Provo, Utah DUI Defense Lawyers

Salt Lake criminal defense lawyer

Drivers on the roads of Provo, Utah may be stopped by the police and charged with driving under the influence (DUI) if the police suspect they are intoxicated. While DUIs are relatively common, cases may vary greatly. Some drivers are charged with minor misdemeanors, while others face serious felonies.

Because DUI charges can be hard to predict, you need an experienced attorney on your side to help you fight your case. Evidence like the results of chemical testing and the behavior of the police during your DUI stop must be heavily scrutinized. An attorney can also argue to prevent prosecutors from upgrading your DUI charges to serious felonies.

Most drivers think of DUIs as their worst mistake. Do not let one serious mistake ruin the rest of your life. Call our Provo, Utah DUI defense lawyers to help fight your charges and reduce penalties. Call our team at Overson & Bugden at (801) 758-2287 for a free legal consultation.

How Do Drivers Get Charged with DUIs in Provo, Utah?

While most people know that states impose “legal limits” on blood alcohol concentrations (BAC), you do not necessarily have to exceed the state’s legal limit to be charged with a DUI. Utah imposes a much stricter legal limit than most other states. While other states typically have a legal limit of around .08%, Utah imposes a limit of only .05%. This means it takes fewer drinks for a person to be over the limit.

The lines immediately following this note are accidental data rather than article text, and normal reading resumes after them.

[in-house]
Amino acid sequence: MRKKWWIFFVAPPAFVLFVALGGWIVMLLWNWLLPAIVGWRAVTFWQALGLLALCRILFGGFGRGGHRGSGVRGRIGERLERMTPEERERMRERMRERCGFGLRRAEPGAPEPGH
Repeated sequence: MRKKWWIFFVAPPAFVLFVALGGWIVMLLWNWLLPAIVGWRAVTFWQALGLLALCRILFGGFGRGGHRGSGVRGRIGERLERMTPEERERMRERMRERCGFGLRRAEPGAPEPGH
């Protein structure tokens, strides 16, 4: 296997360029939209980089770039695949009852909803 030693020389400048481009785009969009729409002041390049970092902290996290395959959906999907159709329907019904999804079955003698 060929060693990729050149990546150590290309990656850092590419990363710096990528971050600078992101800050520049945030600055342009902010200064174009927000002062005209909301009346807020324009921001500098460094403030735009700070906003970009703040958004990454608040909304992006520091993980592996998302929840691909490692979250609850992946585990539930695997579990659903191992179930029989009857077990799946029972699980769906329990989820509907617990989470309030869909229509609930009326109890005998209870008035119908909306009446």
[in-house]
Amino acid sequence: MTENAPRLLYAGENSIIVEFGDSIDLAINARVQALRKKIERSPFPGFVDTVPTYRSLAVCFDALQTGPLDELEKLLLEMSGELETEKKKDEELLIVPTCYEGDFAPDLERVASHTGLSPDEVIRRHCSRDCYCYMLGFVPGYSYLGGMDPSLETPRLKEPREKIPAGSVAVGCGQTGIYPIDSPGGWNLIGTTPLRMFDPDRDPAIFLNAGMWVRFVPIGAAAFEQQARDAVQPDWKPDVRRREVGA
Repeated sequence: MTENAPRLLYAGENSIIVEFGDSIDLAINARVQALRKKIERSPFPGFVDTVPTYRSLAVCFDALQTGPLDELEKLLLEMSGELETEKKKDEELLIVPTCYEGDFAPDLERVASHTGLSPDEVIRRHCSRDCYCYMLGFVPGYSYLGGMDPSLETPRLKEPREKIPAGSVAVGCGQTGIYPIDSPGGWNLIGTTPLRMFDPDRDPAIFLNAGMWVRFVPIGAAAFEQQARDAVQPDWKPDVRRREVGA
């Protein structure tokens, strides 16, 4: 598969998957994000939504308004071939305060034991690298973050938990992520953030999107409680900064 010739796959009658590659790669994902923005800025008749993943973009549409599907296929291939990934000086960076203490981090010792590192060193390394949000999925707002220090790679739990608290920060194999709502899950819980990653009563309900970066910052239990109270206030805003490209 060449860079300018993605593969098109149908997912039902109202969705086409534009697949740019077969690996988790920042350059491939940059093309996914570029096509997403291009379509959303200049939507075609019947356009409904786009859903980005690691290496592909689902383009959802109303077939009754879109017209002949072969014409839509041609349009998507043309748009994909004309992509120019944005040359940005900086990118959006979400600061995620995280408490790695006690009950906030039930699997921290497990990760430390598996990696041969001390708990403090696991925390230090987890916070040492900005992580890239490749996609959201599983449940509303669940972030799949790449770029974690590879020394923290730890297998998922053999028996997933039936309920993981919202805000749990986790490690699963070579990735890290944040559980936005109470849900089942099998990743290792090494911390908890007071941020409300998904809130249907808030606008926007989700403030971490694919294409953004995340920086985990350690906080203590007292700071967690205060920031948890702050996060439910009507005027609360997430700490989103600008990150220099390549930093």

If you are stopped by law enforcement with a BAC of at least .05%, you can be charged with a per se DUI. The police might stop you on suspicion of DUI and instead find that your BAC is a bit lower than .05%. However, if alcohol is detected in your system and the police believe you are unfit to drive due to intoxication, you can still be charged with a DUI.

The laws are even stricter for young, underage drivers. Generally, any underage drivers caught driving with any detectable amount of alcohol in their system will be charged with a DUI. Underage drivers may also face harsher consequences regarding their license and could lose their license until they turn 21. Call our Provo, Utah DUI defense lawyers for help fighting your DUI charges.

How Serious Are DUI Charges in Provo, Utah?

The severity of your DUI charges depends on your level of intoxication and your history of DUIs. A driver with a higher BAC or numerous DUIs on their record will face stricter charges than a first-time offender with a relatively low BAC. While DUI charges are often imposed as misdemeanors, they could be upgraded to serious felonies under certain circumstances.